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McMafia recap – series one, episode two

McMafia … are Alex’s plans going up in smoke?
McMafia … are Alex’s plans going up in smoke? Photograph: Nick Wall/BBC/Cuba

‘In Russia they kill you because when you start on that path you become an enemy for life. Two years pass. Four. Ten. Sooner or later your enemies come for you’ – Dimitri Godman


Tonight, we see the cruelty underlying what is euphemistically known in the underworld as the “entertainments” industry. Travel hopping once more, we visit Cairo, but what follows there will not be scenic. A young woman, Lyudmilla, a beauty therapist, has arrived to work in the city. She is met by two affable young men who say they have been sent to take her to her hotel. We can see where this is going before Lyudmilla does. It’s only when she is in the back of the cab, afforded a brief glimpse of the pyramids, that she realises the car is heading away from the town centre. She is dropped off at some squalid industrial unit. “These men will take you now,” says the driver and to her horror she is bundled into the back of a windowless van by armed men, traffickers, along with other terrified female victims of a similar age.

The convoy makes various stop offs; in a stony gully in the Sinai desert and then at an encampment, where one of the Bedouin traffickers emerges from a tent following a rape. The victim, seething, tearful, attempts a dash for freedom only to be caught, shot in both knees and left behind as the convey vrooms off. They reach the Egypt-Israel border for yet another transfer. Finally, Lyudmilla is presented to Kaiman, who treats her with the sort of ostensible kindliness with which Jonathan Pryce excelled as High Sparrow in Game of Thrones.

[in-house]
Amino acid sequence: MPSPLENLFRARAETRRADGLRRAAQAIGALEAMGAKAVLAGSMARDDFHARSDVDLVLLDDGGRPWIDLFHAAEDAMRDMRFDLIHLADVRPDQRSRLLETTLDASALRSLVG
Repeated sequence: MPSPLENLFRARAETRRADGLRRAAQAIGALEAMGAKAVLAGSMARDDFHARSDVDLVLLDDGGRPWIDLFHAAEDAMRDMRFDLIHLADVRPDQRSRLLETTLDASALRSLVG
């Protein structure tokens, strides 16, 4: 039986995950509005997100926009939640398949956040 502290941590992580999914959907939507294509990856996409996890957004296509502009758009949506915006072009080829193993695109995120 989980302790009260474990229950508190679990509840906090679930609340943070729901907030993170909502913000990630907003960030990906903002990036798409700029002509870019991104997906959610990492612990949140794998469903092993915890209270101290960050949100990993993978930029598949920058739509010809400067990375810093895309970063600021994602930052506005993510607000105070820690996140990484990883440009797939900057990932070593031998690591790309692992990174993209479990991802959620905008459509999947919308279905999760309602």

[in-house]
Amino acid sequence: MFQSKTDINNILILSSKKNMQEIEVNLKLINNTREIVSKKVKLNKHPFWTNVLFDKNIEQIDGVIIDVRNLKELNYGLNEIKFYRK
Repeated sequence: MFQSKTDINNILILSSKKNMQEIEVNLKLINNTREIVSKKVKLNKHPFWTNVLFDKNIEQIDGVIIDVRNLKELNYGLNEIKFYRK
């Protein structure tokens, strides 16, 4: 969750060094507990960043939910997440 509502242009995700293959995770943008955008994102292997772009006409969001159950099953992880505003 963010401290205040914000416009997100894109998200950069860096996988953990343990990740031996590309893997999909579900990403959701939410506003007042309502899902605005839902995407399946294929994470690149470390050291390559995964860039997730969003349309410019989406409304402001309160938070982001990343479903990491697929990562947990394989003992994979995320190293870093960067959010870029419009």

Does bereavement nourish or harden the heart?

McMafia takes on sex trafficking.
McMafia takes on sex trafficking. Photograph: Nikola Predovic/BBC/Cuba


Back in the UK, Dimitri is driving the family out to Boris’s house, to deal with estate agents. Alex gently suggests to his father that someone else drive, looking on as the old man swigs from a plastic water bottle clearly brimful with vodka. But Dimitri has enough of his wits about him to swerve off the motorway abruptly, having had his eye on a car he believes is tailing them. At the house, Alex disappears to the basement and finds a cache of surveillance photographs of Vadim.

Vadim himself is in conference with Ilya. He believes that Boris had neither the brains or money to organise a hit on him. Ilya notes that some of Vadim’s Russian rivals are feeling emboldened by the attack; one, Gromov, even named his dog after him. Later, Vadim will visit Gromov and take the dog from him as a “gift”. Then a montage, as we see Vadim at the grave of a departed loved one as Alex makes a pilgrimage to Boris’s fresh grave. Does bereavement nourish or harden the heart?

To Mumbai, where Kaiman is negotiating with Dilly Mahmood, a young would-be rival of Mr Chopra, AKA the city god. He offers him $500,000 a month to outbid Chopra in bribing local officials. Mahmood demurs and leaves the table but Kaiman realises this is mere haggling: “This is the land of the ‘no’.” Sure enough, Mahmood finds a pretext to return and accepts an improved offer.

Alex Godman … does he know he’s dancing with the devil?
Alex Godman … does he know he’s dancing with the devil? Photograph: Nick Wall/BBC/Cuba